September 15, 2022

Global Study on Cancer Burden: Asbestos Exposure Remains a Leading Risk Factor

Occupational exposure to asbestos is among the top risk factors contributing to the burden of cancer worldwide, according to research published last month in The Lancet. The research is based on the 2019 iteration of the Global Burden of Diseases, Injuries, and Risk Factors Study (GBD), a long-running project led by the University of Washington that provides estimates of global health for causes of death and disability and their associated risk factors.

The GBD uses disability-adjusted life years, or DALYs, to estimate the burden of cancer attributable to more than 80 risk factors. These factors are grouped into three main categories: behavioral, metabolic, and environmental and occupational. The metrics that comprise DALYs are years of life lost (YLLs) due to premature mortality and years of healthy life lost due to disability (YLDs). The paper also describes differences in cancer burden through the lens of the GBD socio-demographic index, a measure of a country’s development that incorporates rankings of income per capita, educational attainment, and fertility rates.

According to the 2019 iteration of GBD, the leading age-adjusted risk factors contributing to worldwide cancer burden in 2019 were almost identical to those in 2010. Occupational exposure to asbestos ranked seventh in both years, with 61.1 DALYs per 100,000 person years in 2010 and 50.9 DALYs per 100,000 person years in 2019. The percentage change of 16.7 DALYs for occupational asbestos exposure was the largest drop among the top ten risk factors but not enough to change its position in the rankings.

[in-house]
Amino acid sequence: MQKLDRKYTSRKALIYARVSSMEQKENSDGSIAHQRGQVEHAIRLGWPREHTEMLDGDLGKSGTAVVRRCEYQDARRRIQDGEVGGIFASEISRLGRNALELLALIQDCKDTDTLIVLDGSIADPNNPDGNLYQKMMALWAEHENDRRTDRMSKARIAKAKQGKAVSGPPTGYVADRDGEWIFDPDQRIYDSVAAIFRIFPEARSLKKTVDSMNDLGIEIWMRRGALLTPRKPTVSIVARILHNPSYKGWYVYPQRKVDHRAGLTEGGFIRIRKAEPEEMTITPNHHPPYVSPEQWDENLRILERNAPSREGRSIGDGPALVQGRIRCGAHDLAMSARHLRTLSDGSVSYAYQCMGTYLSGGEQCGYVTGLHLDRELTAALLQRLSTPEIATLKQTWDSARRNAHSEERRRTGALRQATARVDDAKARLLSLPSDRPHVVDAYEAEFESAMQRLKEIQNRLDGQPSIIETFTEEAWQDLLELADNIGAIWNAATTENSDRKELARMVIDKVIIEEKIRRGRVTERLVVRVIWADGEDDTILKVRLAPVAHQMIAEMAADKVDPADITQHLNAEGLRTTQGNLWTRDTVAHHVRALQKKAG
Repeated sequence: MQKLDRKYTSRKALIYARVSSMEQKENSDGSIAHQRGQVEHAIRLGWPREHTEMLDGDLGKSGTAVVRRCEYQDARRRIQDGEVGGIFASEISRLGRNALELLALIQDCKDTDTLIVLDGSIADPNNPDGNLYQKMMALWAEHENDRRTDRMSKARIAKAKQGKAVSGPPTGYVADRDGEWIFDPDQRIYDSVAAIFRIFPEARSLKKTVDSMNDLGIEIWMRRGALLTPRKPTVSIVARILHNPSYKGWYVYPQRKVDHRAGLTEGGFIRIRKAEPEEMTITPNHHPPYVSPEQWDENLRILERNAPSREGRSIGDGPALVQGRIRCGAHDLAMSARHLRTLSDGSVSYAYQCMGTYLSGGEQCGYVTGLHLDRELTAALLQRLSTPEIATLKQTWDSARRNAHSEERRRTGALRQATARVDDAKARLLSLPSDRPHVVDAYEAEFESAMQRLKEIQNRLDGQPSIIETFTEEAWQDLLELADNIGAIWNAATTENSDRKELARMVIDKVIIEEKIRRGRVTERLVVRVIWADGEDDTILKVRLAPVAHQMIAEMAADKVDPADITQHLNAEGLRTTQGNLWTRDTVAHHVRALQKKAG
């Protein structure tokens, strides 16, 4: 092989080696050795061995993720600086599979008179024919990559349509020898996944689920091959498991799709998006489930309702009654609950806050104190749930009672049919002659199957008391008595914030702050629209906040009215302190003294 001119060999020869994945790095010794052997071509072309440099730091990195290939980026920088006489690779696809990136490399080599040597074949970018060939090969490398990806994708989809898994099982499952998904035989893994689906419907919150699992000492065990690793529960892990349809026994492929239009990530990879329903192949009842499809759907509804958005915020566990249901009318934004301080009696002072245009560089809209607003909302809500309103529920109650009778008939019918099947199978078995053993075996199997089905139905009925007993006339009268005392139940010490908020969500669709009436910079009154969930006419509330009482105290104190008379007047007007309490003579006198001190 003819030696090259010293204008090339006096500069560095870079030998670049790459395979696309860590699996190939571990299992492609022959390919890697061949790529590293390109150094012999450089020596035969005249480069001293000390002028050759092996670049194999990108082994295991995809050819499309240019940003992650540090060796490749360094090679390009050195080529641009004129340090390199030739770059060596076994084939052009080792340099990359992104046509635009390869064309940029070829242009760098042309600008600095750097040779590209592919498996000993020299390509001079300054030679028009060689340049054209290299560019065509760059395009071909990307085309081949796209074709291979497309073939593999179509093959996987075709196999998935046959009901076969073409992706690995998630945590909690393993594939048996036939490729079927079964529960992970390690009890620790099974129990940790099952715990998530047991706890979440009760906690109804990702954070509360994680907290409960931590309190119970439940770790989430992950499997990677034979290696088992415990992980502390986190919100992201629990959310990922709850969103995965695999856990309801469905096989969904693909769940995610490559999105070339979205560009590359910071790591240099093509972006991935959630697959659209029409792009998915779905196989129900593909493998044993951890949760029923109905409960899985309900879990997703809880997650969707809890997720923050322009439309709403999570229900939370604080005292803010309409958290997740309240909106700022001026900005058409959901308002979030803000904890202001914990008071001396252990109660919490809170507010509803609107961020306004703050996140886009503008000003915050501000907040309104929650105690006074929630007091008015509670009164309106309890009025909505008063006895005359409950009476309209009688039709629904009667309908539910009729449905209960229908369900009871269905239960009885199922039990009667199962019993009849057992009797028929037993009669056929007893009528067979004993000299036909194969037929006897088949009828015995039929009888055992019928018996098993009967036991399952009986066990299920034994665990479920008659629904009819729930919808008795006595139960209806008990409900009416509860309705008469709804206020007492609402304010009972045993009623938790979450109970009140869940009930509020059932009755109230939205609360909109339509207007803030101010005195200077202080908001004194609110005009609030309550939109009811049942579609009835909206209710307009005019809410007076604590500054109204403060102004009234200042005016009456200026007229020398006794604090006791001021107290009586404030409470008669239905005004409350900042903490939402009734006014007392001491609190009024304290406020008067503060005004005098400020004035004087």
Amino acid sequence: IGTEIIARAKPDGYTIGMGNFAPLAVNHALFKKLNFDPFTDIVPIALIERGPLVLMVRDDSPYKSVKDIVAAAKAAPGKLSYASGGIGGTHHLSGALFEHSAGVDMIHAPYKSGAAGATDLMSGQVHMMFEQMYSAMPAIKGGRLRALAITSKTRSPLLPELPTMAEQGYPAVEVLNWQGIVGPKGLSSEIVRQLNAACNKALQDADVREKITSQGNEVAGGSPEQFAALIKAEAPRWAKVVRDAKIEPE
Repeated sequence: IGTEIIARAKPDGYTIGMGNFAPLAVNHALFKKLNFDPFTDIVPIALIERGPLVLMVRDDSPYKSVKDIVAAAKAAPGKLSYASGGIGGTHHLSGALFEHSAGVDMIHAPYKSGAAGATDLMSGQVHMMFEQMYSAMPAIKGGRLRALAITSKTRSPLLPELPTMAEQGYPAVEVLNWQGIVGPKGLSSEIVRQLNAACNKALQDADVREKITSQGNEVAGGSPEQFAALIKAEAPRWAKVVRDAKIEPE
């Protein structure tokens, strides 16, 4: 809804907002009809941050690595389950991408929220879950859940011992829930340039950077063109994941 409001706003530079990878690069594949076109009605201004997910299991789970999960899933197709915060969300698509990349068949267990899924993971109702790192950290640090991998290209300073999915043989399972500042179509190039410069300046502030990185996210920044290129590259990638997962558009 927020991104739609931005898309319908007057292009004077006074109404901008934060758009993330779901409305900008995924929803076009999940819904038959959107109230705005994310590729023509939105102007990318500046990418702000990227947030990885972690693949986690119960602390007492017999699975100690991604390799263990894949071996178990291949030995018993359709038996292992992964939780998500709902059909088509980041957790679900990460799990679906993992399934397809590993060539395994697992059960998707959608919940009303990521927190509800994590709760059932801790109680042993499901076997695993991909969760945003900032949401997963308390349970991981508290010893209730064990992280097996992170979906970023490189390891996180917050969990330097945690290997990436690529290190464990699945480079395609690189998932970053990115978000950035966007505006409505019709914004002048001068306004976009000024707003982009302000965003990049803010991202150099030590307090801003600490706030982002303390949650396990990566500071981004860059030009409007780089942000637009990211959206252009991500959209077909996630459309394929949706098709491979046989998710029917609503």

The top risk factor was smoking, with 774.1 DALYs per 100,000 person years in 2010 and 677.3 DALYs per 100,000 person years in 2019. Other top risk factors were alcohol use, high body-mass index, and unsafe sex. Ambient particulate matter pollution ranked sixth, with 86.3 DALYs per 100,000 person years in 2010 and 84.2 DALYs per 100,000 person years in 2019.

Supplemental material provided by the authors further breaks down the 2019 GBD data by gender and by SDI quintiles. For men in countries in the top SDI quintile, occupational exposure to asbestos is the third leading cancer risk factor, with an age-adjusted rate of 215.6 DALYs per 100,000 person years in 2019. For men in countries with a high-middle SDI rating, occupational exposure to asbestos was the sixth leading risk factor for cancer in 2019. Occupational asbestos exposure does not appear among the top 10 risk factors for men or women in countries whose SDI rating is in the middle quintile or lower.

The paper “The Global Burden of Cancer Attributable to Risk Factors, 2010–19: A Systematic Analysis for the Global Burden of Disease Study 2019,” including its supplemental materials, is an open-access publication. More information about the GBD is available from The Lancet.